The pros and cons are always fact specific and depend on your specific situation. I assume you have already looked at this from a business standpoint and see reasons to do the deal and these are your pros. Having said that, here is a list of ten things to consider (based on Illinois law, though most will likely apply in CA):
1. Anytime you bring in fellow owners, there is a fiduciary duty of loyalty and fair dealing to the other owners. You can't set up a competing business. You generally can't just give yourself all the income.
2. Will this result in increased income or headaches?
3. Do you need to merge in order to properly grow the company or is internal growth possible/desirable?
4. What form of entity will the final entity be? e.g. corporation (S or C) or limited liability company? Tax, flexibility of ownership and future sale implications.
5. Will you have an ownership agreement that states what happens in the event of a dispute, how income and losses are apportioned, who has what rights of management control, what decisions require majority vote and which ones require a higher vote, cumulative voting of stock etc. What happens if a co-owner dies - now you are in business with the spouse you hate unless you address this in the agreement etc.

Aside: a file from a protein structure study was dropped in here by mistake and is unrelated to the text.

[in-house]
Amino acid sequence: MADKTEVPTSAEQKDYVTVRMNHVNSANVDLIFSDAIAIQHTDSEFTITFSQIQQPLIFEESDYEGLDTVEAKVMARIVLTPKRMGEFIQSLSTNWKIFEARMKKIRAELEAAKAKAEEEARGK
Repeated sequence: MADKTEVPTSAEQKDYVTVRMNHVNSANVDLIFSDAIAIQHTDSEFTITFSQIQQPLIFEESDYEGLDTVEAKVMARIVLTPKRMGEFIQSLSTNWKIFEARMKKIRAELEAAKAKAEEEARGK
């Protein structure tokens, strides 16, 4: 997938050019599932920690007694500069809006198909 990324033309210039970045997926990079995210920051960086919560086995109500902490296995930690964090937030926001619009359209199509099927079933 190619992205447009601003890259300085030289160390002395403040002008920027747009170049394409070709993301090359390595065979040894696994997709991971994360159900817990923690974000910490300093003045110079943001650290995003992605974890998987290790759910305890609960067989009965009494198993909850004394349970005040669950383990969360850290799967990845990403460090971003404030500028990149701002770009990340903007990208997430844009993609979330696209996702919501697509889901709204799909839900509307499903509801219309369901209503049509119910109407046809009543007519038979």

6. Are you ready to share the decision making power and be accountable to others?
7. Why do they want to merge? Why do you want to merge?
8. Is a merger the right way to go or do you want to set up a new entity owned by the 2 existing entities?
9. What will this do to existing business/customers? Will it help? Hurt?
10. Will these lead to new competition and how will I address that?
11. How can I best leverage the strengths of both companies?
12. What weaknesses does the new company have that need to be overcome?
13. Any culture issues? Am I inheriting problem employees or lawsuits? Make sure you do full due diligence as though you were buying the company.
One last war story: a client merged for $2.4MM and was to get stock 1.5 years later. The venture went under and client got $0. Moral: be careful who you go into business with.
A merger usually brings with it some challenges. So if you decide to jump in, remember that there will be some challenges, likely some personality conflicts and maybe some attrition. But a well-done merger can also take your business to places you could never have gotten alone.
I usually encourage a client to consider a merger or acquisition in two steps. The first step is deciding whether it makes business sense to merge. Once you've made that determination, the next step is to decide the big deal points and go-forward business terms. In most cases, the first step is usually best left without the lawyers -- or perhaps with some high level consultation. The second step is good to involve both your lawyer and your accountant to help discuss questions -- but don't get bogged on details too early. Consensus on big items; leave details for later.
So, the first point of analysis -- Should you do it?